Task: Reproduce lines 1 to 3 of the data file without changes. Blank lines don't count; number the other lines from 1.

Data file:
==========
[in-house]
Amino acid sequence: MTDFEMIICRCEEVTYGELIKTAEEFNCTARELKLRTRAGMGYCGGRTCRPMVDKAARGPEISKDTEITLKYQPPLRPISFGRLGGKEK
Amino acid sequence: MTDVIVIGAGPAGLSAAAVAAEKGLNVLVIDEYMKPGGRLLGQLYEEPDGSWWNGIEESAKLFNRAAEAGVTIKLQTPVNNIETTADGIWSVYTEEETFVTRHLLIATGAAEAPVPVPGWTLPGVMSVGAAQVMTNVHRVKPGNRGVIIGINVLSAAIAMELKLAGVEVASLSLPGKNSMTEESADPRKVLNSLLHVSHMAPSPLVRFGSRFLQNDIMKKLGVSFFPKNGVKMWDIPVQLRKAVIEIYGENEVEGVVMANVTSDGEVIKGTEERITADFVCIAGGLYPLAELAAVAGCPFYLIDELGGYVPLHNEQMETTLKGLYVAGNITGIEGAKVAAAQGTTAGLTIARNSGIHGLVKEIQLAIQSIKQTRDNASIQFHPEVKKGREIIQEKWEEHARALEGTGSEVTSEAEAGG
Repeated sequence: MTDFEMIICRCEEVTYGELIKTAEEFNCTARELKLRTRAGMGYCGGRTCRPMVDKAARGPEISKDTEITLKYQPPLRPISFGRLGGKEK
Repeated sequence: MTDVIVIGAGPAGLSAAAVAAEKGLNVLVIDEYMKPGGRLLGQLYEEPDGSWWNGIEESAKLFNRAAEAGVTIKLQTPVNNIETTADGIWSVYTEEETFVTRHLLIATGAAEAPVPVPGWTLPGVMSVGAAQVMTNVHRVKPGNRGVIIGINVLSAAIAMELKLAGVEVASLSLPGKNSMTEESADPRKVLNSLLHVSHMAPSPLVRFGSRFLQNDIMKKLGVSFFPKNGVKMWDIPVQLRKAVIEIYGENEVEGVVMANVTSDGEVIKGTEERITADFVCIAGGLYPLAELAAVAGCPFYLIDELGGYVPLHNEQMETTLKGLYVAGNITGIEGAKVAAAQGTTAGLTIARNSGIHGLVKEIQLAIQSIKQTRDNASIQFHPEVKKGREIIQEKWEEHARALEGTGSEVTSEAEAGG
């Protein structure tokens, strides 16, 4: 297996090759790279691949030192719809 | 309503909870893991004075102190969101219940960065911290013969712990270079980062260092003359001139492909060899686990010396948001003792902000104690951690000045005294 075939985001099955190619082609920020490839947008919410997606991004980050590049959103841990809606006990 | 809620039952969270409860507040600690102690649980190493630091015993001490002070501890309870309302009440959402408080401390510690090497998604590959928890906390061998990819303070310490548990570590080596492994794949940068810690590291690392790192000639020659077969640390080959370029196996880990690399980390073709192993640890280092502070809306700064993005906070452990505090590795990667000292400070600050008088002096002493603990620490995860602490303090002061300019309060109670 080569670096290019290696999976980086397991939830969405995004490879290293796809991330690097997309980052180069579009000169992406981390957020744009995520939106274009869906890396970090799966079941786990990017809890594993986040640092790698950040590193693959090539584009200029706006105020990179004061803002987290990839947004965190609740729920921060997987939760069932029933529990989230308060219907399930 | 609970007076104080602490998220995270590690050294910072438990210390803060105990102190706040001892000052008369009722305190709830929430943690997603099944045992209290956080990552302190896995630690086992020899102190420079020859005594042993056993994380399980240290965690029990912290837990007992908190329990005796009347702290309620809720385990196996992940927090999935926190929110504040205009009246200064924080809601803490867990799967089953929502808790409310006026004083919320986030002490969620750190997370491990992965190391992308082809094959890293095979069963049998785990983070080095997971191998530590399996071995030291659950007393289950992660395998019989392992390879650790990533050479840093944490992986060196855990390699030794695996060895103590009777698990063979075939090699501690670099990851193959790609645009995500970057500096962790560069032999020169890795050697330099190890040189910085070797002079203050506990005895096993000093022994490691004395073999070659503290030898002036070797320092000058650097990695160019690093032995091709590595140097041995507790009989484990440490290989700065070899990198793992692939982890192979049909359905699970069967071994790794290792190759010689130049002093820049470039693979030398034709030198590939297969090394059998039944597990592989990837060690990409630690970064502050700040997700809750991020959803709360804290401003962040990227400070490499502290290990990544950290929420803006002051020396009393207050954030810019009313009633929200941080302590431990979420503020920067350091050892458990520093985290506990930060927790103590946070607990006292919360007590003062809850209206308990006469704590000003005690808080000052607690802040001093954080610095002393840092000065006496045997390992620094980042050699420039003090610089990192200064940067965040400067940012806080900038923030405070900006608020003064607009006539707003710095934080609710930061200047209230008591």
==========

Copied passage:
[in-house]
Amino acid sequence: MTDFEMIICRCEEVTYGELIKTAEEFNCTARELKLRTRAGMGYCGGRTCRPMVDKAARGPEISKDTEITLKYQPPLRPISFGRLGGKEK
Amino acid sequence: MTDVIVIGAGPAGLSAAAVAAEKGLNVLVIDEYMKPGGRLLGQLYEEPDGSWWNGIEESAKLFNRAAEAGVTIKLQTPVNNIETTADGIWSVYTEEETFVTRHLLIATGAAEAPVPVPGWTLPGVMSVGAAQVMTNVHRVKPGNRGVIIGINVLSAAIAMELKLAGVEVASLSLPGKNSMTEESADPRKVLNSLLHVSHMAPSPLVRFGSRFLQNDIMKKLGVSFFPKNGVKMWDIPVQLRKAVIEIYGENEVEGVVMANVTSDGEVIKGTEERITADFVCIAGGLYPLAELAAVAGCPFYLIDELGGYVPLHNEQMETTLKGLYVAGNITGIEGAKVAAAQGTTAGLTIARNSGIHGLVKEIQLAIQSIKQTRDNASIQFHPEVKKGREIIQEKWEEHARALEGTGSEVTSEAEAGG